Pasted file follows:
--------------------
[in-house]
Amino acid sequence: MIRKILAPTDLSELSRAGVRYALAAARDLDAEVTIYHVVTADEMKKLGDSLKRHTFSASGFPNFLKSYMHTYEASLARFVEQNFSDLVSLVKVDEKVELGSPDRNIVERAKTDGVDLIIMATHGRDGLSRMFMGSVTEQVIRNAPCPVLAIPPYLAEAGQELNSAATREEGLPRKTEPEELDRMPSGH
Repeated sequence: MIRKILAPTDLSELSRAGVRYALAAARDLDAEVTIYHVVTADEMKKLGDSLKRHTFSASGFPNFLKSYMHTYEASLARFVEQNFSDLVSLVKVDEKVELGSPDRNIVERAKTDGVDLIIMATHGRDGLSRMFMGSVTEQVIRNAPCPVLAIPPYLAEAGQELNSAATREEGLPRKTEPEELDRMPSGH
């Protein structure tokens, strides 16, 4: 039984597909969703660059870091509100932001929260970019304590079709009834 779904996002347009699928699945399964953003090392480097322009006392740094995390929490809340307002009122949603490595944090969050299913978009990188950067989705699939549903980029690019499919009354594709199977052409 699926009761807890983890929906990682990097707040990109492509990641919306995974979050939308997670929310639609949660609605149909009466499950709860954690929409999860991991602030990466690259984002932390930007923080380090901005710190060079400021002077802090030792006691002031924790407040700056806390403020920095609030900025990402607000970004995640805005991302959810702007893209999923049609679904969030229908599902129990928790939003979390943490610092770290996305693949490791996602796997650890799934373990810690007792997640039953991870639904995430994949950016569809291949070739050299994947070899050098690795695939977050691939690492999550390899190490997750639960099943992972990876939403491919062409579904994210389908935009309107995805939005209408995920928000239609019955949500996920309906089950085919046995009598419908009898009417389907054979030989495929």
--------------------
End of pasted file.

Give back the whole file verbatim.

[in-house]
Amino acid sequence: MIRKILAPTDLSELSRAGVRYALAAARDLDAEVTIYHVVTADEMKKLGDSLKRHTFSASGFPNFLKSYMHTYEASLARFVEQNFSDLVSLVKVDEKVELGSPDRNIVERAKTDGVDLIIMATHGRDGLSRMFMGSVTEQVIRNAPCPVLAIPPYLAEAGQELNSAATREEGLPRKTEPEELDRMPSGH
Repeated sequence: MIRKILAPTDLSELSRAGVRYALAAARDLDAEVTIYHVVTADEMKKLGDSLKRHTFSASGFPNFLKSYMHTYEASLARFVEQNFSDLVSLVKVDEKVELGSPDRNIVERAKTDGVDLIIMATHGRDGLSRMFMGSVTEQVIRNAPCPVLAIPPYLAEAGQELNSAATREEGLPRKTEPEELDRMPSGH
């Protein structure tokens, strides 16, 4: 039984597909969703660059870091509100932001929260970019304590079709009834 779904996002347009699928699945399964953003090392480097322009006392740094995390929490809340307002009122949603490595944090969050299913978009990188950067989705699939549903980029690019499919009354594709199977052409 699926009761807890983890929906990682990097707040990109492509990641919306995974979050939308997670929310639609949660609605149909009466499950709860954690929409999860991991602030990466690259984002932390930007923080380090901005710190060079400021002077802090030792006691002031924790407040700056806390403020920095609030900025990402607000970004995640805005991302959810702007893209999923049609679904969030229908599902129990928790939003979390943490610092770290996305693949490791996602796997650890799934373990810690007792997640039953991870639904995430994949950016569809291949070739050299994947070899050098690795695939977050691939690492999550390899190490997750639960099943992972990876939403491919062409579904994210389908935009309107995805939005209408995920928000239609019955949500996920309906089950085919046995009598419908009898009417389907054979030989495929």